Bishops say amendment is 'reasonable'
Prelates’ stance:The Catholic bishops have given qualified support to the children’s referendum in a statement that said a “reasonable and balanced” approach had been taken in framing the proposed constitutional amendment.
The Irish Catholic Bishops’ Conference, which is the assembly of bishops, said it was clear the referendum wording was not intended to undermine the current constitutional balance between the rights of parents and children, or between parents and the State.
However, they expressed concern about the “potential out-working” of future legislation and said citizens should remain engaged as laws arising from the proposed amendment were developed.
They did not expressly recommend a Yes vote but strongly encouraged participation in Saturday’s poll.
The bishops said explicitly recognising the rights of children in the Constitution was an important and principled position that deserved serious consideration.
The “legacy of failure” by the Catholic Church, the State and others to protect children adequately in Ireland “strengthens the case for signalling our commitment to the dignity and welfare of all children at a constitutional level”.
The preservation of the phrase “exceptional cases” in the Constitution and the introduction of the phrase “proportionate means” were welcomed by the bishops, who noted that the provisions on the family and education would remain unaltered.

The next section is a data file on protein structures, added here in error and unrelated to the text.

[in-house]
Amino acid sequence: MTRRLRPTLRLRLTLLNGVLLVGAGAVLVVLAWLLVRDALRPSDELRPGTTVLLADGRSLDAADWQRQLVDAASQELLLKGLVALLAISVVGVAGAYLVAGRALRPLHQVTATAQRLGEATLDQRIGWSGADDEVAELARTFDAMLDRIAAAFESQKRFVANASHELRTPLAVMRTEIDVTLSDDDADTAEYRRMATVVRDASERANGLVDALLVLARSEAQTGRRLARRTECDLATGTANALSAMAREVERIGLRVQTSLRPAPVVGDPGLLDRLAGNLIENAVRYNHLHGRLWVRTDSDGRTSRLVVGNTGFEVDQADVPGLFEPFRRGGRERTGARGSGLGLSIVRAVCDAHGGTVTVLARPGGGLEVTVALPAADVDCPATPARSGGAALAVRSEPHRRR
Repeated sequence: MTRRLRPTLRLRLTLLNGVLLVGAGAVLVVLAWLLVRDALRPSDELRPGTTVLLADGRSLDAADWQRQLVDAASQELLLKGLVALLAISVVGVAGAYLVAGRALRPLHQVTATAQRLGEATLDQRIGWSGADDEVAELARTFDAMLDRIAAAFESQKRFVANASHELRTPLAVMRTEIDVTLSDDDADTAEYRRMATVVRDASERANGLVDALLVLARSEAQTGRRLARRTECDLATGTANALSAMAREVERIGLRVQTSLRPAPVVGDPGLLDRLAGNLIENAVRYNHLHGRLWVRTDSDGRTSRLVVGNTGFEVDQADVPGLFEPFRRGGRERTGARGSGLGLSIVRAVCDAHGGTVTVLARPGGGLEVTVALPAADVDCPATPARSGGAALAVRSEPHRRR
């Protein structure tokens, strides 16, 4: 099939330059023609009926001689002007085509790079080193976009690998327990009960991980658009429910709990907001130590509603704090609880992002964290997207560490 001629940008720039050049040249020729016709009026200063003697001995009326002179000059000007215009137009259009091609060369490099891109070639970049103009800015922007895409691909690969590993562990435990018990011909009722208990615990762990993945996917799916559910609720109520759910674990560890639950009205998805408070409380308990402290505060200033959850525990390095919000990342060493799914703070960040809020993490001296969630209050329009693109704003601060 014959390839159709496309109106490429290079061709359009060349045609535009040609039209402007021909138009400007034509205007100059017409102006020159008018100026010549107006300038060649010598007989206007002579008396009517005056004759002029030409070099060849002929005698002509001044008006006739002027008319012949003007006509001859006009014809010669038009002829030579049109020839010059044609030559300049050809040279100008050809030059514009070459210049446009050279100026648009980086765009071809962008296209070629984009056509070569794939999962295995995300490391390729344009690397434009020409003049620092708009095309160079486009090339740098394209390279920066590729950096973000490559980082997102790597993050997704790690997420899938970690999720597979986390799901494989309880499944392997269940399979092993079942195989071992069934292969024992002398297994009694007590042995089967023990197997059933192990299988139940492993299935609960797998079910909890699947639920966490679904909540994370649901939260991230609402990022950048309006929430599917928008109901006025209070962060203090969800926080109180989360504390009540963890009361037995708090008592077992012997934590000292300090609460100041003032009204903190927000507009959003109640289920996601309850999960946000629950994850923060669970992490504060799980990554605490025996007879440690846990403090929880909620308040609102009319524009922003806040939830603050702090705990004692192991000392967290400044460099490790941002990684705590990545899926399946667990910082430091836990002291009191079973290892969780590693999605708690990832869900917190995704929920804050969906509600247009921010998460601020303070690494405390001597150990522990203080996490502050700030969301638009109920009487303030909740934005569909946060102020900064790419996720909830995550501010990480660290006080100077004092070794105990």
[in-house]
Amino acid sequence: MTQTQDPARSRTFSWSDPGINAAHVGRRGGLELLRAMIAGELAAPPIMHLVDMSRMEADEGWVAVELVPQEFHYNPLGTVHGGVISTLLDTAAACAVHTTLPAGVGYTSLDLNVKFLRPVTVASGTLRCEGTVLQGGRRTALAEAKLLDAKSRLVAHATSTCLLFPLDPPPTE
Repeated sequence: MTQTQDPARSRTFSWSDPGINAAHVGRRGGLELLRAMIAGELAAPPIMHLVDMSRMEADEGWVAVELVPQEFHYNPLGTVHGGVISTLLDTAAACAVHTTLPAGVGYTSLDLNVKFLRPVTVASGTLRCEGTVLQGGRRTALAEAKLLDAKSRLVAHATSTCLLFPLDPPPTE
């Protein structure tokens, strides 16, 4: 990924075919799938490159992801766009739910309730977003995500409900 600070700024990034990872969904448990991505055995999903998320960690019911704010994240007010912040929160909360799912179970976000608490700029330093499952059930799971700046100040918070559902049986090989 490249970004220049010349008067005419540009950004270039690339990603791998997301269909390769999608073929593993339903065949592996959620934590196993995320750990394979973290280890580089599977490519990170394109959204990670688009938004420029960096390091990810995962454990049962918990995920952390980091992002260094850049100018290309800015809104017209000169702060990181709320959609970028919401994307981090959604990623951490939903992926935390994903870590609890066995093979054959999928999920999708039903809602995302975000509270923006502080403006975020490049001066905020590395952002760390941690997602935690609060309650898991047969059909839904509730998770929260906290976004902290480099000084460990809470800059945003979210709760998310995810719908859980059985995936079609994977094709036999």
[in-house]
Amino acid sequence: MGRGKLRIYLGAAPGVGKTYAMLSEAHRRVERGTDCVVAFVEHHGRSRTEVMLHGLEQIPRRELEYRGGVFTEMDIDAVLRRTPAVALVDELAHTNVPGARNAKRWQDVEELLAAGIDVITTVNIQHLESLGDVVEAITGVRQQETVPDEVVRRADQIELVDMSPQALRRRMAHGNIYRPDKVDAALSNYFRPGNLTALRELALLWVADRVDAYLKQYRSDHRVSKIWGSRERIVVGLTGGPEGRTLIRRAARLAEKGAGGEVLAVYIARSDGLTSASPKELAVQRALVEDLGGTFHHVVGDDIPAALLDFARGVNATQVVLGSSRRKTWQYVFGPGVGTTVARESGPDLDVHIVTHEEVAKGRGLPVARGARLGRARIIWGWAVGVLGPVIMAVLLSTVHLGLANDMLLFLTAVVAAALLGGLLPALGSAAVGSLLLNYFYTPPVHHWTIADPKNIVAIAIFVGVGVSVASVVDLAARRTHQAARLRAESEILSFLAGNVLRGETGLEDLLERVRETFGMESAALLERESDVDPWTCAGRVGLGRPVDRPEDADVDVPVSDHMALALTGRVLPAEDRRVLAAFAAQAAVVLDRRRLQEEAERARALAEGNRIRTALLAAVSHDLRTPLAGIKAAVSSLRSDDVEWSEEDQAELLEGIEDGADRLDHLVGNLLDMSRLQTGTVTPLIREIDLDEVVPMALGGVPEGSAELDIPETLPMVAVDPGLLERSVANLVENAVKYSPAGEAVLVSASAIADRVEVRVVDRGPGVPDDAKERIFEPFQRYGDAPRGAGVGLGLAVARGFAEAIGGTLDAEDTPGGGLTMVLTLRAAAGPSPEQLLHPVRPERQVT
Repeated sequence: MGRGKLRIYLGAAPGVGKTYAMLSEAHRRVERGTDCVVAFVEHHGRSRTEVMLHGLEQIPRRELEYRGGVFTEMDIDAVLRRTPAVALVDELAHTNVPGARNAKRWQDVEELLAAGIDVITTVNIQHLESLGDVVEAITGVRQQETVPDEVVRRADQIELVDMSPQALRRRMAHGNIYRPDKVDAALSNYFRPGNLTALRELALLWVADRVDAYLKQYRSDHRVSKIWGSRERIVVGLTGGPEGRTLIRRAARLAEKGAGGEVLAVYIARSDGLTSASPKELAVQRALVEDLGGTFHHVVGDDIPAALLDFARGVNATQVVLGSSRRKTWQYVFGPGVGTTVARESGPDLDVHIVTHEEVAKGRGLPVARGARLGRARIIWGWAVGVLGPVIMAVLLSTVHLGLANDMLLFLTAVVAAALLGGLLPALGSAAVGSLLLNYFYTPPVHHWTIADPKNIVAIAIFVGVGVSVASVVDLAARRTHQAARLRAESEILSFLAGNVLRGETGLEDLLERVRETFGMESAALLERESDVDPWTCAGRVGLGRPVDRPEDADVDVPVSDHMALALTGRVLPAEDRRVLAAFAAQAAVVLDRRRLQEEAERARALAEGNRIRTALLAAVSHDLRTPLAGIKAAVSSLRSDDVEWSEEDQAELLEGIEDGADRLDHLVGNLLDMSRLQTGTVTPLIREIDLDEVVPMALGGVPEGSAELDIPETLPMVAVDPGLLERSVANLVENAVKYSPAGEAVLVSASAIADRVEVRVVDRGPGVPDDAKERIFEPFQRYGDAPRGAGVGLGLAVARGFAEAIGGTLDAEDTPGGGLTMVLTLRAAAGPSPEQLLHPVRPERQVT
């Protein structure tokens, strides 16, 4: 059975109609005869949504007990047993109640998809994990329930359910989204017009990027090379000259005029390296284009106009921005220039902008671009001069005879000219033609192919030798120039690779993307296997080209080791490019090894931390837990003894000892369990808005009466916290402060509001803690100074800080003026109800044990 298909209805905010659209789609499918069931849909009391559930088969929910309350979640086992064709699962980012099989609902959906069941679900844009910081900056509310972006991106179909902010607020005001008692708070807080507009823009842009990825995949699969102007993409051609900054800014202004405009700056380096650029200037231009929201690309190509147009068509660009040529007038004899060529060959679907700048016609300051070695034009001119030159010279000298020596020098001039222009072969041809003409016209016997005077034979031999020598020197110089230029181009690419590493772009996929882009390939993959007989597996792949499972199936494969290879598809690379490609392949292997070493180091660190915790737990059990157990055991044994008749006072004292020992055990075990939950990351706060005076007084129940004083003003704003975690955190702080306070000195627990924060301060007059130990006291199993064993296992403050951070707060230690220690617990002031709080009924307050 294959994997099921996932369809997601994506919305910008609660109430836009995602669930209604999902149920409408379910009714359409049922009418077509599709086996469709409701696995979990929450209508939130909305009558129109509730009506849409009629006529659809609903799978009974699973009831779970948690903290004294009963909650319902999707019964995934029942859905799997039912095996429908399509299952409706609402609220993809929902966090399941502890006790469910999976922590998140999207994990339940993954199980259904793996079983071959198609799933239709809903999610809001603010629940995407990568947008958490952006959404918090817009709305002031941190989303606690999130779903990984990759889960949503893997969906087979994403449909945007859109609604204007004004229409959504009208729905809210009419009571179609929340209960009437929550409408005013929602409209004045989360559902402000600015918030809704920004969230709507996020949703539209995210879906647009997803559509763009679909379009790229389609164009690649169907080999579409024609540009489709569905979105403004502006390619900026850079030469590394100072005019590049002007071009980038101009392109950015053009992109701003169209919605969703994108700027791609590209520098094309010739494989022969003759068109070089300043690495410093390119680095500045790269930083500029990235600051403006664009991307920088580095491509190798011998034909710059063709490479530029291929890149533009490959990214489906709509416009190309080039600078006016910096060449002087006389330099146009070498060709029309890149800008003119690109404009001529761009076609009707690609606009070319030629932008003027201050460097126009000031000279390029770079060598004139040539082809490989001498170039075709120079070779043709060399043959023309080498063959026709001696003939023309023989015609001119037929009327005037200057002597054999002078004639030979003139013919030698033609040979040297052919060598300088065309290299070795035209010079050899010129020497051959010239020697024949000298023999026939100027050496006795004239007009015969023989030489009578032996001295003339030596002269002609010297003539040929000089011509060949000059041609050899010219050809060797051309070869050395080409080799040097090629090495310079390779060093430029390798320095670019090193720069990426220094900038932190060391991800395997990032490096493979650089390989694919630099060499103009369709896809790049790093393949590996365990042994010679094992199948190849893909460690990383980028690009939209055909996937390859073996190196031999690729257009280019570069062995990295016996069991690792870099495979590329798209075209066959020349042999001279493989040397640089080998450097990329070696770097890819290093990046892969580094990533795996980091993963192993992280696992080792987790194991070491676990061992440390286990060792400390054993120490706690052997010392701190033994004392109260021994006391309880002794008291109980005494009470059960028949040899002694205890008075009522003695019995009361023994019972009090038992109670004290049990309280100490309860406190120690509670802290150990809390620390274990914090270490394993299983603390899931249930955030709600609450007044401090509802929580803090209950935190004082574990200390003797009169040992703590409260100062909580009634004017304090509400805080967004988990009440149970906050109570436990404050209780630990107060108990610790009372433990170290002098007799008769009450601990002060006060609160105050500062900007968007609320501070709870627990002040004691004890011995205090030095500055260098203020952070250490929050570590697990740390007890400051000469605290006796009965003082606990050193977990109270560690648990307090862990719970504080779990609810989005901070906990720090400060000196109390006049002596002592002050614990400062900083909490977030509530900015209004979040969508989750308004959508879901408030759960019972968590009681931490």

They said the proposed amendment largely reflected existing rights enshrined in legislation and case law.
“Many of the concerns that have been raised about possible future negative consequences arising from the proposed amendment exist whether the proposed constitutional amendment on children is passed or not. This highlights the need for active and ongoing engagement as citizens in the democratic process as the legislation arising from the proposed amendment is developed,” they said.
“As it is, we as bishops repeat the view of the Committee for the Family of the Irish Catholic Bishops’ Conference in 2008, that in the context of a decision to hold a constitutional referendum on this issue, ‘the case is strong for signalling the value which society and the Church attach to children’s rights’.”
Earlier, Minister for Children Frances Fitzgerald accused the Catholic monthly newspaper Alive!, which is edited by the anti-children’s rights referendum campaigner Fr Brian McKevitt, of “misrepresenting” the proposed constitutional amendment.
Fr McKevitt said he stood over the content of the newspaper. “I would love to debate the issue with the Minister,” he said.
Ms Fitzgerald insisted parents’ rights would not be altered in the event of a Yes vote. The latest edition of Alive! describes the referendum as “anti-parents” and carries headlines such as “State to back teenagers over parents”.
“The kind of headlines that I saw in Alive! are very extreme and they’re not correct. They are misrepresenting what the amendment is about. The amendment is about protecting children,” Ms Fitzgerald said.
“Parents’ rights and family rights are extremely central to our Constitution. Not a word in relation to those has been changed in the amendment. Parents’ rights remain absolutely central but we’re putting a greater focus on protecting the vulnerable child in exceptional circumstances.”